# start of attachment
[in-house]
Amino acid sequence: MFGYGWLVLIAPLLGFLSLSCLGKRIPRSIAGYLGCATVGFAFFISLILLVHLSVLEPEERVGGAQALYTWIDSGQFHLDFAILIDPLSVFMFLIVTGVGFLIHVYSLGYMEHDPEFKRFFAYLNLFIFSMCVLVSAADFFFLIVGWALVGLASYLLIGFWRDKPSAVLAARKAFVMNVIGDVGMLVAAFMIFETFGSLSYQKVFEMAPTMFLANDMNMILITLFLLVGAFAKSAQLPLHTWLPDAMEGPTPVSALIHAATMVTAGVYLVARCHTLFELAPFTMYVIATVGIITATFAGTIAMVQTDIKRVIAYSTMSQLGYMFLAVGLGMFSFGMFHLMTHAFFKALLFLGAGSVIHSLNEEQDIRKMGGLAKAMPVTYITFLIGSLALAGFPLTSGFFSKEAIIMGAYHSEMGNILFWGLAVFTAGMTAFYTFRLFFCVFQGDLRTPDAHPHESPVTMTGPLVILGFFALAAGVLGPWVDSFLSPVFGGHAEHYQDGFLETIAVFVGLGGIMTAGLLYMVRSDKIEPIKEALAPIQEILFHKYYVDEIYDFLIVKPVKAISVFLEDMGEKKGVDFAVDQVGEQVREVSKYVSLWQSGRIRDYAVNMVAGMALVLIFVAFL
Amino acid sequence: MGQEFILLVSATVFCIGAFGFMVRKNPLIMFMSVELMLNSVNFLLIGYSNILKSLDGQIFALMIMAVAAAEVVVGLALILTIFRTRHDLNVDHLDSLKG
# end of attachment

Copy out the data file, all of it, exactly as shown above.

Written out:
[in-house]
Amino acid sequence: MFGYGWLVLIAPLLGFLSLSCLGKRIPRSIAGYLGCATVGFAFFISLILLVHLSVLEPEERVGGAQALYTWIDSGQFHLDFAILIDPLSVFMFLIVTGVGFLIHVYSLGYMEHDPEFKRFFAYLNLFIFSMCVLVSAADFFFLIVGWALVGLASYLLIGFWRDKPSAVLAARKAFVMNVIGDVGMLVAAFMIFETFGSLSYQKVFEMAPTMFLANDMNMILITLFLLVGAFAKSAQLPLHTWLPDAMEGPTPVSALIHAATMVTAGVYLVARCHTLFELAPFTMYVIATVGIITATFAGTIAMVQTDIKRVIAYSTMSQLGYMFLAVGLGMFSFGMFHLMTHAFFKALLFLGAGSVIHSLNEEQDIRKMGGLAKAMPVTYITFLIGSLALAGFPLTSGFFSKEAIIMGAYHSEMGNILFWGLAVFTAGMTAFYTFRLFFCVFQGDLRTPDAHPHESPVTMTGPLVILGFFALAAGVLGPWVDSFLSPVFGGHAEHYQDGFLETIAVFVGLGGIMTAGLLYMVRSDKIEPIKEALAPIQEILFHKYYVDEIYDFLIVKPVKAISVFLEDMGEKKGVDFAVDQVGEQVREVSKYVSLWQSGRIRDYAVNMVAGMALVLIFVAFL
Amino acid sequence: MGQEFILLVSATVFCIGAFGFMVRKNPLIMFMSVELMLNSVNFLLIGYSNILKSLDGQIFALMIMAVAAAEVVVGLALILTIFRTRHDLNVDHLDSLKG